A playful and engaging commentary on the pitfalls of attachment phobia.

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THE TWO-DATE RULE

A fiercely independent young woman meets a nearly perfect firefighter and reconsiders her personal commitment to staying single in this sexy contemporary romance.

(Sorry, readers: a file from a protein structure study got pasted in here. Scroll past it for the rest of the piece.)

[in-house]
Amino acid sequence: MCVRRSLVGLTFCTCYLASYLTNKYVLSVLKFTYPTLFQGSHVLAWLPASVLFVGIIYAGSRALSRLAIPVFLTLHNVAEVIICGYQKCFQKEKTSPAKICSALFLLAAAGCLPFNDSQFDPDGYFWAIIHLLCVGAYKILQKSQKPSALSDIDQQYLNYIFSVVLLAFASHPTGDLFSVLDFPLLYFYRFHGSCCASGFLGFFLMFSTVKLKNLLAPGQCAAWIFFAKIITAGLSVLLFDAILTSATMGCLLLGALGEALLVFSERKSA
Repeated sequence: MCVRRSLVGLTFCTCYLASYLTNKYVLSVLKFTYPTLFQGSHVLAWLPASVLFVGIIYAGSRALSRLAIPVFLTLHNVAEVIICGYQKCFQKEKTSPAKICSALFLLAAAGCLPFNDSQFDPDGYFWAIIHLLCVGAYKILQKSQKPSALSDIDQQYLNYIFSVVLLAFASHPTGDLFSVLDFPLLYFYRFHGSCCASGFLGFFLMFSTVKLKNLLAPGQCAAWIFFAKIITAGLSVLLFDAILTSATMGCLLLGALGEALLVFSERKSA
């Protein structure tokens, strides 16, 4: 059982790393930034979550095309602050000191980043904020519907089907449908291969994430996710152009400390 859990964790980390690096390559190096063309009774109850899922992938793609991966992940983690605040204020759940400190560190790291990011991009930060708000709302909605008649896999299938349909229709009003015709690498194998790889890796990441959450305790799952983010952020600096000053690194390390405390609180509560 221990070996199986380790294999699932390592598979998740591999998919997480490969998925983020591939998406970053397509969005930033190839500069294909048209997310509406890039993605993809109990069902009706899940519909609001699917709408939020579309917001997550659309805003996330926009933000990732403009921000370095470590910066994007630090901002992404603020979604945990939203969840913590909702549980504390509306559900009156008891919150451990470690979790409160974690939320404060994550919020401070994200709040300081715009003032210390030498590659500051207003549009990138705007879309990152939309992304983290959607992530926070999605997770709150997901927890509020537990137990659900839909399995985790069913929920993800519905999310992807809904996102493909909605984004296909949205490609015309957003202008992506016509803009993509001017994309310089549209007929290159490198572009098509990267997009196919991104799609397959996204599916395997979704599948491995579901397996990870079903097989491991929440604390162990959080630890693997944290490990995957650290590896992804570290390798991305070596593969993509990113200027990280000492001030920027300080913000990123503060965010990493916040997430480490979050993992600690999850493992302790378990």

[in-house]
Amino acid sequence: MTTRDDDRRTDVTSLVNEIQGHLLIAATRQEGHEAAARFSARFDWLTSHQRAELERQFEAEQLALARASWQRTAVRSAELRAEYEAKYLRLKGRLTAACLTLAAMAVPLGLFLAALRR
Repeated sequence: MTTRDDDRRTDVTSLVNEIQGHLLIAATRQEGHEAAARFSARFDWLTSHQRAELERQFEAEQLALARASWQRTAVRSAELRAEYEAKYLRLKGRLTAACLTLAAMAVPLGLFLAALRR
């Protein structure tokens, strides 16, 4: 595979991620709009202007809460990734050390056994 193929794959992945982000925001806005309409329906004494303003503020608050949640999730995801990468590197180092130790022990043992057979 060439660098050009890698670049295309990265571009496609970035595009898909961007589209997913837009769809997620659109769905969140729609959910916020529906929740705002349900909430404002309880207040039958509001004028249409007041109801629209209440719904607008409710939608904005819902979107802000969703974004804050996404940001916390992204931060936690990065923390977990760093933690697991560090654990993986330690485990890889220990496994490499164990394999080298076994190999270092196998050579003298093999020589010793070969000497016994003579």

Willa Frank may have grown up with an alcoholic single dad who struggled to support his family, but she now owns a successful business, and she’s not about to let anything threaten her success, least of all a man. To that end, she has a long-held policy that she won’t go on more than two dates with the same guy. Willa’s system seems to be working just fine until she meets Grady Billman. Approached by Grady during a girls’ night out, Willa first thinks he’s a stripper. Grady is actually a smokejumper who leaps from planes to put out fires for a living, a job that requires long periods of travel and makes him totally ill-suited for a relationship. Willa’s supposition that Grady is the perfect guy for her next two dates quickly proves problematic when date No. 1 sizzles with unique and electric chemistry. In order to circumvent Willa’s two-date rule, she and Grady devise increasingly ridiculous rationales as to why subsequent meetups don’t “count” as dates. (Hiking isn’t a date because there’s nothing romantic about exercise.) As they spend more time together, Willa begins to question her personal policies. Unfortunately, when she lets her guard down, she loses a big client and takes it out on Grady, making it unclear whether she will ever get out of her own way and allow herself true happiness. Told in the third person, the story shows both Willa’s and Grady’s thoughts throughout. As fun and flirty as the book first appears, Willa has serious anxiety caused by her difficult upbringing, and Grady has deep commitment issues of his own. Fenske, the author of Snowbound Squeeze (2020), handles these issues with insight and grace throughout this fast-paced, nuanced tale. The author also manages to include several interesting details about the life of smokejumpers without interrupting the swift flow of the action-packed plot. Complete with hot sex scenes, snarky double-entendres, slapstick humor, and quirky girlfriends, this comedic romp through modern-day dating checks all the romance boxes.